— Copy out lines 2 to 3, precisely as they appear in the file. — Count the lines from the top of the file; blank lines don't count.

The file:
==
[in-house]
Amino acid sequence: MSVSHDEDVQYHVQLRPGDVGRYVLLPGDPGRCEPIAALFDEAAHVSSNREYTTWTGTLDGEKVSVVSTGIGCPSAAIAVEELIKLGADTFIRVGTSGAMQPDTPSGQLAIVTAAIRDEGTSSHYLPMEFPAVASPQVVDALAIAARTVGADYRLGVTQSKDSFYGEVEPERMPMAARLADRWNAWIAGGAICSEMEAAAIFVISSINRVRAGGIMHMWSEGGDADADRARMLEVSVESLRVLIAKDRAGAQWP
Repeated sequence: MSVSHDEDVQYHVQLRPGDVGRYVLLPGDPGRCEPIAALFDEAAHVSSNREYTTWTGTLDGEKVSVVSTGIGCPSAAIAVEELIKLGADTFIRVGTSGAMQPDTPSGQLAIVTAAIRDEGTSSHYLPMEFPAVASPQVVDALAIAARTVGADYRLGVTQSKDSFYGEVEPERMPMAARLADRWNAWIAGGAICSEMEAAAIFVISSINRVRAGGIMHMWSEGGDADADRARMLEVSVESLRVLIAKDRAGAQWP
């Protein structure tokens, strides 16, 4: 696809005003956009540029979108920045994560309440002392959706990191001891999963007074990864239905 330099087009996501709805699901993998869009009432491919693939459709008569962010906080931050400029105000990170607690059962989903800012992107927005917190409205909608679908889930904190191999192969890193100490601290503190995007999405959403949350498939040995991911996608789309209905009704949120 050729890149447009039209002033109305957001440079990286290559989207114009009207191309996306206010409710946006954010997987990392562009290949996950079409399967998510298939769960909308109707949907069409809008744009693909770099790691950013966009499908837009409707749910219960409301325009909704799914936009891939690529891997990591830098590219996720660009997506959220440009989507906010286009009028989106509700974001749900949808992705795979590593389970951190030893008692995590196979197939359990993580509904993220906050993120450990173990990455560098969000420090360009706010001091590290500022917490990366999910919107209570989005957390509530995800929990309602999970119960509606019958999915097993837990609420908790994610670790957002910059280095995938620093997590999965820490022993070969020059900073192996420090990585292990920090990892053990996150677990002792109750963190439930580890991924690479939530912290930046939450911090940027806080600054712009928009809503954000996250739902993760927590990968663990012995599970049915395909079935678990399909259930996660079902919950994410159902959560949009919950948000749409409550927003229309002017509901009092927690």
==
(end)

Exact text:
Amino acid sequence: MSVSHDEDVQYHVQLRPGDVGRYVLLPGDPGRCEPIAALFDEAAHVSSNREYTTWTGTLDGEKVSVVSTGIGCPSAAIAVEELIKLGADTFIRVGTSGAMQPDTPSGQLAIVTAAIRDEGTSSHYLPMEFPAVASPQVVDALAIAARTVGADYRLGVTQSKDSFYGEVEPERMPMAARLADRWNAWIAGGAICSEMEAAAIFVISSINRVRAGGIMHMWSEGGDADADRARMLEVSVESLRVLIAKDRAGAQWP
Repeated sequence: MSVSHDEDVQYHVQLRPGDVGRYVLLPGDPGRCEPIAALFDEAAHVSSNREYTTWTGTLDGEKVSVVSTGIGCPSAAIAVEELIKLGADTFIRVGTSGAMQPDTPSGQLAIVTAAIRDEGTSSHYLPMEFPAVASPQVVDALAIAARTVGADYRLGVTQSKDSFYGEVEPERMPMAARLADRWNAWIAGGAICSEMEAAAIFVISSINRVRAGGIMHMWSEGGDADADRARMLEVSVESLRVLIAKDRAGAQWP